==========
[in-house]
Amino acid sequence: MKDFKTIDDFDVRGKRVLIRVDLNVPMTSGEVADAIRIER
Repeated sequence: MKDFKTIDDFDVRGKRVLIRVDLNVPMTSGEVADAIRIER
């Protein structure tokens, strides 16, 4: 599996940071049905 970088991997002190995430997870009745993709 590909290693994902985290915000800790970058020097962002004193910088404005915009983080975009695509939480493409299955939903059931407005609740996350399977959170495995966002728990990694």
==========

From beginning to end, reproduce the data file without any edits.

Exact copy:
[in-house]
Amino acid sequence: MKDFKTIDDFDVRGKRVLIRVDLNVPMTSGEVADAIRIER
Repeated sequence: MKDFKTIDDFDVRGKRVLIRVDLNVPMTSGEVADAIRIER
């Protein structure tokens, strides 16, 4: 599996940071049905 970088991997002190995430997870009745993709 590909290693994902985290915000800790970058020097962002004193910088404005915009983080975009695509939480493409299955939903059931407005609740996350399977959170495995966002728990990694």